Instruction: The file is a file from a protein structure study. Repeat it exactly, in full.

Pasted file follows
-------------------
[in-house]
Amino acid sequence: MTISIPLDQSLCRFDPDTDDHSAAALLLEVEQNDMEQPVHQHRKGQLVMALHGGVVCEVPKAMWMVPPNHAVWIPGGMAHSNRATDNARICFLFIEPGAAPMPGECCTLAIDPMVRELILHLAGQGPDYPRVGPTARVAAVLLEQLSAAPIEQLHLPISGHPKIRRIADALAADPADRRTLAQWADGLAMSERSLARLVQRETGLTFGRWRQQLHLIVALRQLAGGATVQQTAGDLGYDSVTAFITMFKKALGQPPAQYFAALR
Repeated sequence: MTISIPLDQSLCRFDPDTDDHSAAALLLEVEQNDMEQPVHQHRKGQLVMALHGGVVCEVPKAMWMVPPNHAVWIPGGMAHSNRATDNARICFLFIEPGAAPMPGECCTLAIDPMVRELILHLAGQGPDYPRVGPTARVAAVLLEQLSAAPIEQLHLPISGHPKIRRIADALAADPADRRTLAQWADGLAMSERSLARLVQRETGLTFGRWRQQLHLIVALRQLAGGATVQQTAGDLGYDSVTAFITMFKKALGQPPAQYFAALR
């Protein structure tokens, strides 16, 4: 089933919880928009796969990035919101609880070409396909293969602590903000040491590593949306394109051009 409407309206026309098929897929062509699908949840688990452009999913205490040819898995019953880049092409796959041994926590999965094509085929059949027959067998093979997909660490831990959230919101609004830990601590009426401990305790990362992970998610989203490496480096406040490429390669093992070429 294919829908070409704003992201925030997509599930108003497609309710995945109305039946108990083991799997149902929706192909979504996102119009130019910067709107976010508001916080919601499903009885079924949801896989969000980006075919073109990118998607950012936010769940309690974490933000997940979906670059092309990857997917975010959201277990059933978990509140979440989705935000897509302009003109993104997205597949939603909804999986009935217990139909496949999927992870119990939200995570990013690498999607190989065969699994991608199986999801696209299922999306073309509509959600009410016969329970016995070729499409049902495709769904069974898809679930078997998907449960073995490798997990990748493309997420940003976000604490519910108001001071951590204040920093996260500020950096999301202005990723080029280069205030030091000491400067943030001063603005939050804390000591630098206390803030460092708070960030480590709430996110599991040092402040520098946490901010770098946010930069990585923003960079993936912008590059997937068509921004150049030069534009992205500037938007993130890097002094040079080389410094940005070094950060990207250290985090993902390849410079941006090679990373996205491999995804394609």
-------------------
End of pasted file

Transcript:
[in-house]
Amino acid sequence: MTISIPLDQSLCRFDPDTDDHSAAALLLEVEQNDMEQPVHQHRKGQLVMALHGGVVCEVPKAMWMVPPNHAVWIPGGMAHSNRATDNARICFLFIEPGAAPMPGECCTLAIDPMVRELILHLAGQGPDYPRVGPTARVAAVLLEQLSAAPIEQLHLPISGHPKIRRIADALAADPADRRTLAQWADGLAMSERSLARLVQRETGLTFGRWRQQLHLIVALRQLAGGATVQQTAGDLGYDSVTAFITMFKKALGQPPAQYFAALR
Repeated sequence: MTISIPLDQSLCRFDPDTDDHSAAALLLEVEQNDMEQPVHQHRKGQLVMALHGGVVCEVPKAMWMVPPNHAVWIPGGMAHSNRATDNARICFLFIEPGAAPMPGECCTLAIDPMVRELILHLAGQGPDYPRVGPTARVAAVLLEQLSAAPIEQLHLPISGHPKIRRIADALAADPADRRTLAQWADGLAMSERSLARLVQRETGLTFGRWRQQLHLIVALRQLAGGATVQQTAGDLGYDSVTAFITMFKKALGQPPAQYFAALR
């Protein structure tokens, strides 16, 4: 089933919880928009796969990035919101609880070409396909293969602590903000040491590593949306394109051009 409407309206026309098929897929062509699908949840688990452009999913205490040819898995019953880049092409796959041994926590999965094509085929059949027959067998093979997909660490831990959230919101609004830990601590009426401990305790990362992970998610989203490496480096406040490429390669093992070429 294919829908070409704003992201925030997509599930108003497609309710995945109305039946108990083991799997149902929706192909979504996102119009130019910067709107976010508001916080919601499903009885079924949801896989969000980006075919073109990118998607950012936010769940309690974490933000997940979906670059092309990857997917975010959201277990059933978990509140979440989705935000897509302009003109993104997205597949939603909804999986009935217990139909496949999927992870119990939200995570990013690498999607190989065969699994991608199986999801696209299922999306073309509509959600009410016969329970016995070729499409049902495709769904069974898809679930078997998907449960073995490798997990990748493309997420940003976000604490519910108001001071951590204040920093996260500020950096999301202005990723080029280069205030030091000491400067943030001063603005939050804390000591630098206390803030460092708070960030480590709430996110599991040092402040520098946490901010770098946010930069990585923003960079993936912008590059997937068509921004150049030069534009992205500037938007993130890097002094040079080389410094940005070094950060990207250290985090993902390849410079941006090679990373996205491999995804394609």